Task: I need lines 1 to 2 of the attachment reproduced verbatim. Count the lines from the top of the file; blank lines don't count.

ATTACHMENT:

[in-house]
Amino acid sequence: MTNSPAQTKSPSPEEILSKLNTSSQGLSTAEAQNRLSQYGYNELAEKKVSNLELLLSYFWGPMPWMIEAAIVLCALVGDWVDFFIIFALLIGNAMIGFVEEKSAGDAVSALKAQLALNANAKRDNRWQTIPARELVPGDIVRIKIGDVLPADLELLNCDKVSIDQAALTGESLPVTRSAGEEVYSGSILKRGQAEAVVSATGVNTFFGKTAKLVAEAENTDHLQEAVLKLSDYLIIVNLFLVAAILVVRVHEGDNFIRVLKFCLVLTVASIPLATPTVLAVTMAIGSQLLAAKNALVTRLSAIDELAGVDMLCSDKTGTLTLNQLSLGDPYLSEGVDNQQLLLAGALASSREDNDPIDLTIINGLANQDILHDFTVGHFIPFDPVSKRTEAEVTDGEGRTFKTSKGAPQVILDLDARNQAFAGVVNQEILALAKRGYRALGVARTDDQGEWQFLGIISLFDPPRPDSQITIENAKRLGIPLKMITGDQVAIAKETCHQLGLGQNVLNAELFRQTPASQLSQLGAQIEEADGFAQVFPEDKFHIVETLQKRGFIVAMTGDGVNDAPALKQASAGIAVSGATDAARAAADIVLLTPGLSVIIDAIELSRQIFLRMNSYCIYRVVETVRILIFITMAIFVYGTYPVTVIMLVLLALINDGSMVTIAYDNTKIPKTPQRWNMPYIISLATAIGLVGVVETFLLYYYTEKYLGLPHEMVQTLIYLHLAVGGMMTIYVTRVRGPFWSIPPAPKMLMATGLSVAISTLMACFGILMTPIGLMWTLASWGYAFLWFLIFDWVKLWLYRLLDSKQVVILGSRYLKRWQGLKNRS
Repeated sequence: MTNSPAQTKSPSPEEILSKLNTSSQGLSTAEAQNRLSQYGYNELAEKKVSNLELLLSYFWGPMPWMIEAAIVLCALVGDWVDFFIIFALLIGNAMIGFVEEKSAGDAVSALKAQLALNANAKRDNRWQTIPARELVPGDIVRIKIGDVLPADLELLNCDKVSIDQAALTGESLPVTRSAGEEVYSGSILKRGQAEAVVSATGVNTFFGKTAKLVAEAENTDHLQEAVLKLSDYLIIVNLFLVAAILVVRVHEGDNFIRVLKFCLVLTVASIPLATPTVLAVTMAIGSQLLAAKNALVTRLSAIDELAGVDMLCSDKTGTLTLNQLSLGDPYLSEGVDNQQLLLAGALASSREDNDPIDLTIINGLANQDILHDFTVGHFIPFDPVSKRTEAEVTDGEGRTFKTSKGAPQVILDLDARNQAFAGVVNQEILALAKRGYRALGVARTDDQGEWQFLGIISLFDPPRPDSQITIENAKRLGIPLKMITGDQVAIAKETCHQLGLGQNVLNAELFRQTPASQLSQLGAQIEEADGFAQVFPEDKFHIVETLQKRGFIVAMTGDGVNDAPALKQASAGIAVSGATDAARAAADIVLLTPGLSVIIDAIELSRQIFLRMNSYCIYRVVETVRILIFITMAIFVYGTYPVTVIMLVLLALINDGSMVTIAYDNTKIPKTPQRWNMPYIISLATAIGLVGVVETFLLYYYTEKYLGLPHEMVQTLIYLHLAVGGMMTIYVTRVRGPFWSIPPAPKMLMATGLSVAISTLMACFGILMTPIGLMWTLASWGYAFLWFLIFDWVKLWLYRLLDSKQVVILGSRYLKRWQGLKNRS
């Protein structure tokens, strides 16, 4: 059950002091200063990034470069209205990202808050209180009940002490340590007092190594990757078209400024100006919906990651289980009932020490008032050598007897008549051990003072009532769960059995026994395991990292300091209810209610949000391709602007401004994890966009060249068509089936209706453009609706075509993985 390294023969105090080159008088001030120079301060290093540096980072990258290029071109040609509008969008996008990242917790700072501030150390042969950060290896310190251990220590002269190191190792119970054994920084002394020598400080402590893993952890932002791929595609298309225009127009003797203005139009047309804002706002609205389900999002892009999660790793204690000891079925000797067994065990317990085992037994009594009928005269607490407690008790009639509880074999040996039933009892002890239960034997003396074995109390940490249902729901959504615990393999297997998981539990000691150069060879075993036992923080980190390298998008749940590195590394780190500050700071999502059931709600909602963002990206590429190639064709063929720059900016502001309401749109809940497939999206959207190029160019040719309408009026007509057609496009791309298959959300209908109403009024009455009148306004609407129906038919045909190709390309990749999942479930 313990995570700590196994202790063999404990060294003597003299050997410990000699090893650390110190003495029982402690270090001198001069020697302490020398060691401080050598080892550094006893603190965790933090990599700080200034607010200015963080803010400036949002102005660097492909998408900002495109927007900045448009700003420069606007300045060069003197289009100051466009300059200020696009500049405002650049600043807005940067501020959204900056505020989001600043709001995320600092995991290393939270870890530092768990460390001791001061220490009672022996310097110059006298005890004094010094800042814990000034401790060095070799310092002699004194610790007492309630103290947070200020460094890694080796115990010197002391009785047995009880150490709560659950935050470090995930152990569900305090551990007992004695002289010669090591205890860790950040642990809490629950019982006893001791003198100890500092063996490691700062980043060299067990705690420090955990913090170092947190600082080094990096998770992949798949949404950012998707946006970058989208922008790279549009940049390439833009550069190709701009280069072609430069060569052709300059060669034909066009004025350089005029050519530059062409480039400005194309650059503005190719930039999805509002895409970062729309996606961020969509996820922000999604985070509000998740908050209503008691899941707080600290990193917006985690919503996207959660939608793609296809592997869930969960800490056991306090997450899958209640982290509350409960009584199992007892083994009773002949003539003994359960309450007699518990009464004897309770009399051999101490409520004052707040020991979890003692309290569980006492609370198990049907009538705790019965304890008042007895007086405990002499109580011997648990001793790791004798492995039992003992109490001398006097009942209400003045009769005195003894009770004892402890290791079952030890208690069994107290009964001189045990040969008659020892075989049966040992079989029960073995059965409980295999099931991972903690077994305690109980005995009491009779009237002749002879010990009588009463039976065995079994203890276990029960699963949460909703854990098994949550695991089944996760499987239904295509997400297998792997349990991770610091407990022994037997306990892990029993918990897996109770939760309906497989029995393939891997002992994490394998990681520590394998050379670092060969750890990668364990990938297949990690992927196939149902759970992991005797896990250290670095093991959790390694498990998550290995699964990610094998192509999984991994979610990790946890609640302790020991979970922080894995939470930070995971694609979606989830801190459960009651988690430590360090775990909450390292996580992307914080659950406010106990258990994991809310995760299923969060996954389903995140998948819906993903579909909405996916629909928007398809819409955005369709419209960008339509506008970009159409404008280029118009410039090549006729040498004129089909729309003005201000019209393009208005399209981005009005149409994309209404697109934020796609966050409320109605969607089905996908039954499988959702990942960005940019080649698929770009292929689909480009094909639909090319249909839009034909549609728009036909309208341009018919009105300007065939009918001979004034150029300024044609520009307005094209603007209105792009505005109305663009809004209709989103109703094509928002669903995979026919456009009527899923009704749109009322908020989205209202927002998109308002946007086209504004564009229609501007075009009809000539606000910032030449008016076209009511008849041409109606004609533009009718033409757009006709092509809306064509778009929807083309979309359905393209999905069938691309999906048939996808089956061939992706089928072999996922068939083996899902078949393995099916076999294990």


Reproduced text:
[in-house]
Amino acid sequence: MTNSPAQTKSPSPEEILSKLNTSSQGLSTAEAQNRLSQYGYNELAEKKVSNLELLLSYFWGPMPWMIEAAIVLCALVGDWVDFFIIFALLIGNAMIGFVEEKSAGDAVSALKAQLALNANAKRDNRWQTIPARELVPGDIVRIKIGDVLPADLELLNCDKVSIDQAALTGESLPVTRSAGEEVYSGSILKRGQAEAVVSATGVNTFFGKTAKLVAEAENTDHLQEAVLKLSDYLIIVNLFLVAAILVVRVHEGDNFIRVLKFCLVLTVASIPLATPTVLAVTMAIGSQLLAAKNALVTRLSAIDELAGVDMLCSDKTGTLTLNQLSLGDPYLSEGVDNQQLLLAGALASSREDNDPIDLTIINGLANQDILHDFTVGHFIPFDPVSKRTEAEVTDGEGRTFKTSKGAPQVILDLDARNQAFAGVVNQEILALAKRGYRALGVARTDDQGEWQFLGIISLFDPPRPDSQITIENAKRLGIPLKMITGDQVAIAKETCHQLGLGQNVLNAELFRQTPASQLSQLGAQIEEADGFAQVFPEDKFHIVETLQKRGFIVAMTGDGVNDAPALKQASAGIAVSGATDAARAAADIVLLTPGLSVIIDAIELSRQIFLRMNSYCIYRVVETVRILIFITMAIFVYGTYPVTVIMLVLLALINDGSMVTIAYDNTKIPKTPQRWNMPYIISLATAIGLVGVVETFLLYYYTEKYLGLPHEMVQTLIYLHLAVGGMMTIYVTRVRGPFWSIPPAPKMLMATGLSVAISTLMACFGILMTPIGLMWTLASWGYAFLWFLIFDWVKLWLYRLLDSKQVVILGSRYLKRWQGLKNRS